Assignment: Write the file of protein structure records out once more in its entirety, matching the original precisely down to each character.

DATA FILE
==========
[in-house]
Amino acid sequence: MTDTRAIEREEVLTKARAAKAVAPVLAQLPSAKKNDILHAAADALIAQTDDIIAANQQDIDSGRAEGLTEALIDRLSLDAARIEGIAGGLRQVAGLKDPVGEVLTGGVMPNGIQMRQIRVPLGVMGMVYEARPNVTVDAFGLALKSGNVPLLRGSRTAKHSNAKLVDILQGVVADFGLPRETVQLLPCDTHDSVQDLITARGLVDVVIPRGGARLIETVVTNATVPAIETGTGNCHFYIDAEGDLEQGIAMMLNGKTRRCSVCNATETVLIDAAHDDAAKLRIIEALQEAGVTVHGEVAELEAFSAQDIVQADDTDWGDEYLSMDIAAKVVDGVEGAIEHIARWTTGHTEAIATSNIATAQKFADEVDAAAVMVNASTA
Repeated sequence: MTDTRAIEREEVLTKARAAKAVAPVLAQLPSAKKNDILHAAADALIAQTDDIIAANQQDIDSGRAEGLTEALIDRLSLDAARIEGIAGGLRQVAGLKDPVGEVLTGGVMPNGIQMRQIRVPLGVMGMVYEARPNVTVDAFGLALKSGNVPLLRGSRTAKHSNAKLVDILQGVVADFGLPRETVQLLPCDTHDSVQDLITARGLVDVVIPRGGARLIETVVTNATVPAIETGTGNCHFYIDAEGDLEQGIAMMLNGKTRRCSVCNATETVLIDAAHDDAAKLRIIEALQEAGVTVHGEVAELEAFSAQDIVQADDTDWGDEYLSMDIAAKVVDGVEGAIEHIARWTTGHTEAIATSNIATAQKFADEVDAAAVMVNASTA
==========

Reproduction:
[in-house]
Amino acid sequence: MTDTRAIEREEVLTKARAAKAVAPVLAQLPSAKKNDILHAAADALIAQTDDIIAANQQDIDSGRAEGLTEALIDRLSLDAARIEGIAGGLRQVAGLKDPVGEVLTGGVMPNGIQMRQIRVPLGVMGMVYEARPNVTVDAFGLALKSGNVPLLRGSRTAKHSNAKLVDILQGVVADFGLPRETVQLLPCDTHDSVQDLITARGLVDVVIPRGGARLIETVVTNATVPAIETGTGNCHFYIDAEGDLEQGIAMMLNGKTRRCSVCNATETVLIDAAHDDAAKLRIIEALQEAGVTVHGEVAELEAFSAQDIVQADDTDWGDEYLSMDIAAKVVDGVEGAIEHIARWTTGHTEAIATSNIATAQKFADEVDAAAVMVNASTA
Repeated sequence: MTDTRAIEREEVLTKARAAKAVAPVLAQLPSAKKNDILHAAADALIAQTDDIIAANQQDIDSGRAEGLTEALIDRLSLDAARIEGIAGGLRQVAGLKDPVGEVLTGGVMPNGIQMRQIRVPLGVMGMVYEARPNVTVDAFGLALKSGNVPLLRGSRTAKHSNAKLVDILQGVVADFGLPRETVQLLPCDTHDSVQDLITARGLVDVVIPRGGARLIETVVTNATVPAIETGTGNCHFYIDAEGDLEQGIAMMLNGKTRRCSVCNATETVLIDAAHDDAAKLRIIEALQEAGVTVHGEVAELEAFSAQDIVQADDTDWGDEYLSMDIAAKVVDGVEGAIEHIARWTTGHTEAIATSNIATAQKFADEVDAAAVMVNASTA